Health Minister Zweli Mkhize has indicated that the winter season and its health risks, including co-infections, will give the government a better picture of what it had to prepare itself for in terms of possible Covid-19 mortalities in the coming months.
Mkhize was speaking during the virtual briefing of the World Health Organisation (WHO), focusing on the state of the spread of the coronavirus on the African continent and measures put in place to contain it.
Mkhize said SA’s peak in infections was expected between July and September, when mortalities were also expected to rise.
“We keep improving our focus model as we improve the data coming from our test sites, so we will only be certain that any focus is correct when the numbers that we have fed in have actually been in place for a while and we observe the changing pattern of the epidemic,” he said.
“We actually believe that the numbers that are going to be coming in in the beginning of winter, when the co-infection with influenza viruses are going to give us a better sense whether we are going to look at a much more pessimistic scenario, where there will be a rapid rise in the numbers of people who are infected… or if it is going to be possible to manage it until September.”
With 197 127 tests conducted by Thursday noon, 5 350 people have been infected so far and 103 have died, while 2017 of them have recovered from the global pandemic.
Mkhize said the government had not publicised any projections of deaths for SA, but that awareness had been issued that “if we do not manage to reduce the number of cases, then the death toll might increase and therefore we will go on to make preparations for that”.
“We have a number of focus groups working on this matter and in the process we realise that their figures are varied, and so we have avoided publishing figures because they can also be misused for sensational purposes,” Mkhize said.
More than 35 371 cases have been confirmed in Africa and 1 534 deaths reported across the continent.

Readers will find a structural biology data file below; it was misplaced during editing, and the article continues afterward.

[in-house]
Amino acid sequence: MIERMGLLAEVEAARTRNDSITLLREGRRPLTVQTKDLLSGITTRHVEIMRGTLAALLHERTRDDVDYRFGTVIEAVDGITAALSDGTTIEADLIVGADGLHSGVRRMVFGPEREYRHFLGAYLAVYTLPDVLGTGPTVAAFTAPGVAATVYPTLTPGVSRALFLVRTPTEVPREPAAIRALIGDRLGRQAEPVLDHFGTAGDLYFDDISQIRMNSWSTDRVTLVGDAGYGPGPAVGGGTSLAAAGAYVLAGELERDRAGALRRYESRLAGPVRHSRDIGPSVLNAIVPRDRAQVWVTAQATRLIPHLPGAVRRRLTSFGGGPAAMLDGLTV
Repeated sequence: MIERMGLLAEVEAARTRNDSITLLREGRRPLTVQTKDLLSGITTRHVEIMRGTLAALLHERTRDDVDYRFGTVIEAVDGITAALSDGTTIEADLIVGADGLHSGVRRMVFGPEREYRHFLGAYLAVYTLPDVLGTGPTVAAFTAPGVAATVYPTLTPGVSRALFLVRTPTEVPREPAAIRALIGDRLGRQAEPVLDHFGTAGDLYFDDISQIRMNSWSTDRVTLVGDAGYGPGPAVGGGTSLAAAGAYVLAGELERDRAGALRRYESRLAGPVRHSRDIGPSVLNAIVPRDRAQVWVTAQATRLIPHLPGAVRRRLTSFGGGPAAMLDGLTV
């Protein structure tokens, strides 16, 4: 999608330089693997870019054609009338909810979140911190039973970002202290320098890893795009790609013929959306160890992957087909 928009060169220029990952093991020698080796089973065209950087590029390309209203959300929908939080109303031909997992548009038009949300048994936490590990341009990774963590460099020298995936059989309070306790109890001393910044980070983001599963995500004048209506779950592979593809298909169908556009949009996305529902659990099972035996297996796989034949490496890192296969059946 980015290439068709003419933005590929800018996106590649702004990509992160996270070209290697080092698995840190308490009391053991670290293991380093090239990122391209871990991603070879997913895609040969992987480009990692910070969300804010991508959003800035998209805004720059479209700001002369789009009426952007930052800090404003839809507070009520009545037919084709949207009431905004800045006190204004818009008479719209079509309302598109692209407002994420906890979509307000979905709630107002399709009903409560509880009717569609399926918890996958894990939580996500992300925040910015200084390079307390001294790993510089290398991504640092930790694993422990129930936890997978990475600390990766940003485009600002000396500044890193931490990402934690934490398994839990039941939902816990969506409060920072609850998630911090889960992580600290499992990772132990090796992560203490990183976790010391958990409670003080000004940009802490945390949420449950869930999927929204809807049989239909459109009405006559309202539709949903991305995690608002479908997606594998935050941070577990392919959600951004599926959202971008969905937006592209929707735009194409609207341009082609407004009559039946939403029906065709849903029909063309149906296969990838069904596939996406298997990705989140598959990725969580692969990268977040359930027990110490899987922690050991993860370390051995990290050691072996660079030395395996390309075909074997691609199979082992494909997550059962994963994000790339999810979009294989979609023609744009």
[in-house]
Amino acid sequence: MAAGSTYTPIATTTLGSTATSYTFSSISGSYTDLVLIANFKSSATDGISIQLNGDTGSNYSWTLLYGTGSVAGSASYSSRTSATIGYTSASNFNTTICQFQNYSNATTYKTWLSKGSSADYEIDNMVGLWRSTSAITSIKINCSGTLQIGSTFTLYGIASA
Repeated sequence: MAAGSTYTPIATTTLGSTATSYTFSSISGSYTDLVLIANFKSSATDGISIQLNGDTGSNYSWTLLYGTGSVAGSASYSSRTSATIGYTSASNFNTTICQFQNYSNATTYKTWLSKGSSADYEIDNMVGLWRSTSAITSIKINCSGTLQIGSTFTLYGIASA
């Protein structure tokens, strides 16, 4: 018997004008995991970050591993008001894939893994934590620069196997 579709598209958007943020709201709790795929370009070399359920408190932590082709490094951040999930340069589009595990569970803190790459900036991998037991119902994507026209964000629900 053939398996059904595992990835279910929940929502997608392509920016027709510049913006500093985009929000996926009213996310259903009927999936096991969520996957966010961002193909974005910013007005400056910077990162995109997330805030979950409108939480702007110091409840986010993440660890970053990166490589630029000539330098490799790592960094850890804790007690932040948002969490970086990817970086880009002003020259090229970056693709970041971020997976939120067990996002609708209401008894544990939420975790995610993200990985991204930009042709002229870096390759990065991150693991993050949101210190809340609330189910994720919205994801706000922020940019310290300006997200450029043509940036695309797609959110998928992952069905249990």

Mkhize said African countries had to follow SA’s proactive mass testing to ensure that sick Covid-29 patients did not collapse their already burdened healthcare systems.
“I think for us in Africa what would be useful is for us to go all out and use our health workers and field operators to reach out and find people with suspicious symptoms and test them early before they are complicated, and then in the process we could isolate them if they are found to be positive.
“That, I think, is going to be very helpful in reducing the number of people who are going to overwhelm our systems,” Mkhize said.
WHO regional director for Africa Dr Matshidiso Moeti said the organisation was hard at work advising many African governments to put in place the various effective measures aimed at bending the curve of infections.
Moeti said many African countries were implementing Covid-19 responses at different speeds, including basic preventative measures like social distancing.
In Tanzania, positive Covid-29 cases jumped by 196 to 480 on Wednesday as the country was accused of lagging behind in enforcing preventative measures and of allowing places of worship and shopping centres to remain open without restrictions.
“What we have observed, for example, is that Tanzania took some time to implement measures, particularly the physical distancing measures,” Moeti said.
“In addition to that, after Dar es-Salaam was recognised as being the epicentre, the prevention of travel from this epicentre also took some time to happen.
“In addition, we have had reports from neighbouring countries that truck drivers who are travelling by road carrying cargo from across Tanzania have in a number of neighbouring countries been found to be positive,” Moeti added.
By Siviwe Feketha